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Penalty points licence loophole set to be closed

THE Government is moving to close a loophole that has allowed thousands of drivers to escape penalty points.

Drivers who appear in court to contest motoring offences will soon be slapped with large fines unless they now bring their driving licences.

Some 85,000 motorists have managed to avoid penalty points by turning up in court without their liciences.

And they are not breaking any rules, because the courts do not require them to bring their licences.

It means the most serious offenders are getting away without penalty points, because the court clerk cannot process the penalty for the national driver file.


However it emerged today that Transport Minister Leo Varadkar is moving to close the loophole next month.

Recent figures show that hundreds of thousands of drivers have escaped penalty points because of different loopholes.

Government sources have revealed that Varadkar is determined to move "speedily" to ensure penalty points cannot be avoided.

Legislation brought in last year is not being applied because the wording was not changed to force motorists to bring their licences to court.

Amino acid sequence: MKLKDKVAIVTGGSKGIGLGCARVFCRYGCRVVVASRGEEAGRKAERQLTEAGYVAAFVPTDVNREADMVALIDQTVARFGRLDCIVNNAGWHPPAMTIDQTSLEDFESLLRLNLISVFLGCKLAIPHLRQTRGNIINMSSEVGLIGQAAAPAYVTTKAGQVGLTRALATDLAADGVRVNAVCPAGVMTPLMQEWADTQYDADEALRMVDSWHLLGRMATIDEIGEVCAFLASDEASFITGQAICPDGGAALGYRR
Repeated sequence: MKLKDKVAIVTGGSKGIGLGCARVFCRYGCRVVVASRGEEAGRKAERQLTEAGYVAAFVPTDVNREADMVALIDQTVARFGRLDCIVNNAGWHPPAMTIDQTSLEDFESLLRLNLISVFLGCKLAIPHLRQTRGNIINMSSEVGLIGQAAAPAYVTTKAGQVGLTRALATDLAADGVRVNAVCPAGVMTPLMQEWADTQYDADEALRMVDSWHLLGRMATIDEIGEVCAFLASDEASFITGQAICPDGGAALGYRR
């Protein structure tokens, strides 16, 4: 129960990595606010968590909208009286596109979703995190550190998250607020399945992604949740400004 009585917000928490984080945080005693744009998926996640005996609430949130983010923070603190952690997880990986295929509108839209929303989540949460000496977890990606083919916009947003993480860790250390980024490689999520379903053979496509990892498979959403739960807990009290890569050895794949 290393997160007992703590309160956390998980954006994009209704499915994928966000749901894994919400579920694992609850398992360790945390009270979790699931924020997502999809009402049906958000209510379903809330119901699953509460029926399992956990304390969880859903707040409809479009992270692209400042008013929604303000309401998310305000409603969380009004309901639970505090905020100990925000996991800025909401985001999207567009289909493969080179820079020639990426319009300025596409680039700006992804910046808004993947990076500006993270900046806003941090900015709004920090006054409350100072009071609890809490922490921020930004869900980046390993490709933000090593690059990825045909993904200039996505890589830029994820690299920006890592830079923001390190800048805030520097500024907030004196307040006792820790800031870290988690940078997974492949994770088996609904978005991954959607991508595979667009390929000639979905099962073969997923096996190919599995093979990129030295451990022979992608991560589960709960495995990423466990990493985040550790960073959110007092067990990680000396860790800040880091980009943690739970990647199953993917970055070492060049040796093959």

Despite Section 63 of the Road Traffic Act (2010) being signed off by Varadkar, the loophole still exists.

The law requires a motorist charged with a road traffic offence to bring his driving licence into court; however the wording blunder means drivers can get away without any documentation.

Figures reveal that close to 84,000 escaped penalty points because of the loophole. Varadkar stated that the loophole will be amended by May 16.

The Herald has previously revealed that 216,000 motorists have avoided fines over the past 10 years because they hold a foreign licence.

This new loophole emerged because the computer system in An Garda Siochana and the Courts Service were not updated to allow new government measures to be rolled out.